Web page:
Exercise may help stave off dementia, but there are so many other good reasons for regular physical activity that it is almost always useful.
Scientists have long known that exercise can help stave off cognitive decline. Over the past decade evidence has mounted suggesting that this benefit is even greater for those at higher genetic risk for Alzheimer's. For example, two studies by a team in Finland and Sweden found that exercising at least twice a week in midlife lowers one's chance of getting dementia more than 20 years later, and this protective effect is stronger in people with the APOE e4 gene. Several others reported that frequent exercise—at least three times a week in some studies; up to more than an hour a day in others—can slow cognitive decline only in those carrying the high-risk gene. Furthermore, for those who carry the gene, being sedentary is associated with increased brain accumulation of the toxic protein beta-amyloid, a hallmark of Alzheimer's.
More recent studies, including a 2012 paper published in Alzheimer's & Dementia and a 2011 paper in NeuroImage, found that high-risk individuals who exercise have greater brain activity and glucose uptake during a memory task compared with their less active counterparts or with those at low genetic risk.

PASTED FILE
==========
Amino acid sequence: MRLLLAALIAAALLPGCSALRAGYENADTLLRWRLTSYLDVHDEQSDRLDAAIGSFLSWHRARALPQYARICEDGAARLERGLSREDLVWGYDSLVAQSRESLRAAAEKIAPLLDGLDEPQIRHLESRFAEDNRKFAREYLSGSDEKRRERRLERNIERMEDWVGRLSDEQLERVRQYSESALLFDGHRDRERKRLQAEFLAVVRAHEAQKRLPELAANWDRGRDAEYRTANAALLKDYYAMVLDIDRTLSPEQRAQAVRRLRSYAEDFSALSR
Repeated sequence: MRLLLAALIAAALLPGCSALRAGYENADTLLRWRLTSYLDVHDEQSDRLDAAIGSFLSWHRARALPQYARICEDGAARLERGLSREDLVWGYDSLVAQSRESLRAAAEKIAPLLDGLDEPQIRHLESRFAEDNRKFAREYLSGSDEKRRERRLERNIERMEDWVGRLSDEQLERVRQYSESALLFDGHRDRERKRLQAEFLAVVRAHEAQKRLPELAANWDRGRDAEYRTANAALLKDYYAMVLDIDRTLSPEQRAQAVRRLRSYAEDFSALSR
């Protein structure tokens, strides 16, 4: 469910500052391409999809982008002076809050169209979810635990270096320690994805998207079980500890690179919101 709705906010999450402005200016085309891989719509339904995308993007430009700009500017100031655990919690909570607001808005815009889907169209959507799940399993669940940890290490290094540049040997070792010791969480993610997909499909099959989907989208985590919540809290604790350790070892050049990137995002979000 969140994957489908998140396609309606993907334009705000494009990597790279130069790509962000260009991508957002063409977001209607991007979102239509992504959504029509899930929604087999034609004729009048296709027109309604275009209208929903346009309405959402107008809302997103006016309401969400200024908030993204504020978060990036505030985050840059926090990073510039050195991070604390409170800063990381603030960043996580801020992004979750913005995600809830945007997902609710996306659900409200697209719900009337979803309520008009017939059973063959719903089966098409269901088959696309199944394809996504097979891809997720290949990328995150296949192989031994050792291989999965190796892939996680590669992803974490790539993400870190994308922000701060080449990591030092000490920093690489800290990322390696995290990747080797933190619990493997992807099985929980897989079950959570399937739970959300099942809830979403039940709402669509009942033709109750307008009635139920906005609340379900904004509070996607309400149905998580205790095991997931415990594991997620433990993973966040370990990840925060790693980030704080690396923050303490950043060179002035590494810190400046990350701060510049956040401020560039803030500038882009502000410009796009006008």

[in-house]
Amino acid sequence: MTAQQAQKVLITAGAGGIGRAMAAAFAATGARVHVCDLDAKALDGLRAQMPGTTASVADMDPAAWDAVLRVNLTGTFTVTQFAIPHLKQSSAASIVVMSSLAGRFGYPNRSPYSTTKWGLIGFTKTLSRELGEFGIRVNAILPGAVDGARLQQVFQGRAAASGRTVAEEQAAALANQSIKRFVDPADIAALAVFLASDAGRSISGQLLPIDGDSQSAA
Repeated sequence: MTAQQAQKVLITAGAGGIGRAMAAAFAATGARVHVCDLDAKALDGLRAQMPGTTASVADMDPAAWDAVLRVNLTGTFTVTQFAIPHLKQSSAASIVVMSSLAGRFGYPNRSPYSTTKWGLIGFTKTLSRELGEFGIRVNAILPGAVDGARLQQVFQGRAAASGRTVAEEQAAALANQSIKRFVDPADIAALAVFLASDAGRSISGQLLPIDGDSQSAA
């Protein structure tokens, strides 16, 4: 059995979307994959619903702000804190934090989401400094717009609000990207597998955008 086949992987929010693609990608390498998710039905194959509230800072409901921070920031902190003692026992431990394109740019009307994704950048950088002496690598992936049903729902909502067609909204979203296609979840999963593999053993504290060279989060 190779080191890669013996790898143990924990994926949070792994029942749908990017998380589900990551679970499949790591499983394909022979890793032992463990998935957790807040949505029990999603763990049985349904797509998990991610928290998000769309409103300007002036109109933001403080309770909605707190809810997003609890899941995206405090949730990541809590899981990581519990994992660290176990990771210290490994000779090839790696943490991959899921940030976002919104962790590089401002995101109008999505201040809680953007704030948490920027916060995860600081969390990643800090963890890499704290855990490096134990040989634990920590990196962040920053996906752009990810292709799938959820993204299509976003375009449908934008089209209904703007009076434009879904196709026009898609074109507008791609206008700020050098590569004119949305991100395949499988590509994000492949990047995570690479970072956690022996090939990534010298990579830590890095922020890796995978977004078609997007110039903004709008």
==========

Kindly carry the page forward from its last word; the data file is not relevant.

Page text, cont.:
This link to metabolism may help explain why exercise protects APOE e4 carriers. According to a theory proposed in May by anthropologist David Raichlen and psychologist Gene Alexander, both at the University of Arizona, the answer lies in our evolutionary past. Two million years ago, when our ancestors were much more physically active—for example, perhaps running long distances to hunt prey—only the high-risk gene variant existed, they argue. The gene allowed for better metabolism during intense activity, and its downside, faster cognitive decline, was counteracted by our ancestors' active way of life. As humans adopted more sedentary habits, other variants of the gene appeared, and in modern times we are now seeing the negative effect of the high-risk gene more often than its benefit.